Being a successful arable grower takes time, patience, and years building up knowledge. This couldn’t be truer for Roy Bowring, of Fir Tree Farm, Edwinstowe, Nottinghamshire, who has been farming for over 65 years.
Mr Bowring, now approaching his eighties, has as much enthusiasm and passion for farming as he did on day one, which would put many new entrants to shame, “I’m crop crazy, I like to focus on varieties and agronomy.”
Speaking with Mr Bowring, it’s clear this is true, and he is a strong believer in trying new varieties. “These days the breeding and crop genetics are so advanced, new varieties have got to be considered. I enjoy seeing how they perform, as you don’t know much about them originally.
“This year I’m growing a new two-row winter barley, Surge, and I didn’t know anything about it when we drilled. I’ve been growing barley for over 60 years, and I’d say Surge is the best we’ve ever seen. We don’t know what it’s going to yield yet, but it looks like a great crop.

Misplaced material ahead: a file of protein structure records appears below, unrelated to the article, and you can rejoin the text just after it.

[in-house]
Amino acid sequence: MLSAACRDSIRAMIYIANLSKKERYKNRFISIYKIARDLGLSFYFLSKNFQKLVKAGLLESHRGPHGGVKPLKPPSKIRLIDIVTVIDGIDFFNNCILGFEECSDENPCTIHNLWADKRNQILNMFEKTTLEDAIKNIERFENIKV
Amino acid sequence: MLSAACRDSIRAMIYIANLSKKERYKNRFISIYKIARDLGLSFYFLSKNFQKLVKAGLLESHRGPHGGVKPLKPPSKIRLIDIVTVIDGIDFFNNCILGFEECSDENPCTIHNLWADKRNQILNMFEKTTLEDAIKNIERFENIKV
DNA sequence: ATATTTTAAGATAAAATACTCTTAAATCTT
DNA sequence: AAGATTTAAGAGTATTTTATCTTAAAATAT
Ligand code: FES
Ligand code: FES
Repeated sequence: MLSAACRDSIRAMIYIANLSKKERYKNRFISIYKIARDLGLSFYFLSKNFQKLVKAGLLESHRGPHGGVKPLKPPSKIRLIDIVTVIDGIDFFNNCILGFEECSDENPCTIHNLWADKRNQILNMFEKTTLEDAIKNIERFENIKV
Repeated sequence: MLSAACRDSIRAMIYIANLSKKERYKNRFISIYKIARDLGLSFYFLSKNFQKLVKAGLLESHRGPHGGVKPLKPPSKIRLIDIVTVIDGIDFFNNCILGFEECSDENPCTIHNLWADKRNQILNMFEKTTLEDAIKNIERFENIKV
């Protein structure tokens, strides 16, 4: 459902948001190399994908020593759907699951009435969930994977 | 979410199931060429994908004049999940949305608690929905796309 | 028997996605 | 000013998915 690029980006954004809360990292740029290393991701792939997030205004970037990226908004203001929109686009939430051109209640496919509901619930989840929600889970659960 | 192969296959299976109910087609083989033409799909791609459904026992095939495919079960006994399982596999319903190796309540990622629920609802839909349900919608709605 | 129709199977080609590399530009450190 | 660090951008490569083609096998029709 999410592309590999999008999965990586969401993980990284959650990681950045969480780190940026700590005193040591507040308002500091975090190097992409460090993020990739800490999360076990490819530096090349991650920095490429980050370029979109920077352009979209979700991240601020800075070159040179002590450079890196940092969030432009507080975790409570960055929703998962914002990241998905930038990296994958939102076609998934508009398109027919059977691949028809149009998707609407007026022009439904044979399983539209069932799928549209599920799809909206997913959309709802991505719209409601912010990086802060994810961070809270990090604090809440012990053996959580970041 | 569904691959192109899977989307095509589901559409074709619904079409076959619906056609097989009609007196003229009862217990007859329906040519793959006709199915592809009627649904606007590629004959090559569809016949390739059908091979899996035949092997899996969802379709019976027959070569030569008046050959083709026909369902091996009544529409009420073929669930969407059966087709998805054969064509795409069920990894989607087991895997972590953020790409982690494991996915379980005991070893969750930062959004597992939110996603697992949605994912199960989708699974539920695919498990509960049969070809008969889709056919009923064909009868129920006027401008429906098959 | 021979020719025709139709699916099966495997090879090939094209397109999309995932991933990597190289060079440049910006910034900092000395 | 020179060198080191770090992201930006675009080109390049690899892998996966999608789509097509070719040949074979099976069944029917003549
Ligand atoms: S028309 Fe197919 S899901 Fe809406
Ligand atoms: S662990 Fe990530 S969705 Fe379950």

“When it established early in the winter it covered all the ground and became very thick. It’s what we call ‘stewing out’ and spreading. It was unbelievable, I’ve never seen anything like it.
“We’re on typical Nottinghamshire sand land, and I can’t believe such a heavy crop has stood such heavy storms, it has very good stiff straw.”
Richard Tookey, Mr Bowring’s Agrovista agronomist, agrees that Surge has been a strong variety this season, “So far, Surge looks excellent. It hasn’t had a lot of inputs, so it’s been very easy to look after. Initially, there was an issue with mildew as a result of extremly mild wet weather in mid-winter, which caused more mildew issues across the board than anyone could have expected.
“We treated the crop with a main T1 fungicide which it responded well to, and overall it’s been an easy and clean variety which has responded to Roy’s sandy land exceptionally well. Roy is not necessarily conventional in his approach, but his results are undeniable.”
Having effective disease resistance is likely to be a key factor for next year’s growing season, as rhynchosporium and rust have both been issues this year. Richard Torr, Wynnstay Seed Manager, explains, “It’s important to grow a mixture of barley varieties to provide different coverage in terms of genetics and disease resistance, as it can be difficult to predict what the season will throw at growers.
“We do see Surge as being an extremely strong contender this year, as it offers the most complete package.
“It’s great to hear of a farmer who is willing to experiment with exciting new varieties, and is seeing positive results.”